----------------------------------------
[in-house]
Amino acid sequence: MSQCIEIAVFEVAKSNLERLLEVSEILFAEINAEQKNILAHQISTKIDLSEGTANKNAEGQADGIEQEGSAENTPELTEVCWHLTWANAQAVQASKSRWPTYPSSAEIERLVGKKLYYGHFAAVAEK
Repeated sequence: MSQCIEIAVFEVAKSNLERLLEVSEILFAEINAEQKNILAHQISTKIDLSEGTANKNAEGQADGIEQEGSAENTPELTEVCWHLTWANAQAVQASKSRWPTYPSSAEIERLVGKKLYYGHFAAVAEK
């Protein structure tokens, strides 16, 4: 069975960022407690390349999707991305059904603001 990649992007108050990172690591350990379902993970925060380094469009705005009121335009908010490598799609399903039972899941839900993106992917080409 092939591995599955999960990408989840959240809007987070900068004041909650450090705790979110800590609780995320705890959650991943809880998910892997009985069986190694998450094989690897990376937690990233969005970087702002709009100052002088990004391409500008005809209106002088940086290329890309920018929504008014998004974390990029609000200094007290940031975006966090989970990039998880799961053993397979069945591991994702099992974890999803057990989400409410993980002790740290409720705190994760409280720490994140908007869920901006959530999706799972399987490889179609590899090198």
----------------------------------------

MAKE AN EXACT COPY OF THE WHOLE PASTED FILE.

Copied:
[in-house]
Amino acid sequence: MSQCIEIAVFEVAKSNLERLLEVSEILFAEINAEQKNILAHQISTKIDLSEGTANKNAEGQADGIEQEGSAENTPELTEVCWHLTWANAQAVQASKSRWPTYPSSAEIERLVGKKLYYGHFAAVAEK
Repeated sequence: MSQCIEIAVFEVAKSNLERLLEVSEILFAEINAEQKNILAHQISTKIDLSEGTANKNAEGQADGIEQEGSAENTPELTEVCWHLTWANAQAVQASKSRWPTYPSSAEIERLVGKKLYYGHFAAVAEK
């Protein structure tokens, strides 16, 4: 069975960022407690390349999707991305059904603001 990649992007108050990172690591350990379902993970925060380094469009705005009121335009908010490598799609399903039972899941839900993106992917080409 092939591995599955999960990408989840959240809007987070900068004041909650450090705790979110800590609780995320705890959650991943809880998910892997009985069986190694998450094989690897990376937690990233969005970087702002709009100052002088990004391409500008005809209106002088940086290329890309920018929504008014998004974390990029609000200094007290940031975006966090989970990039998880799961053993397979069945591991994702099992974890999803057990989400409410993980002790740290409720705190994760409280720490994140908007869920901006959530999706799972399987490889179609590899090198």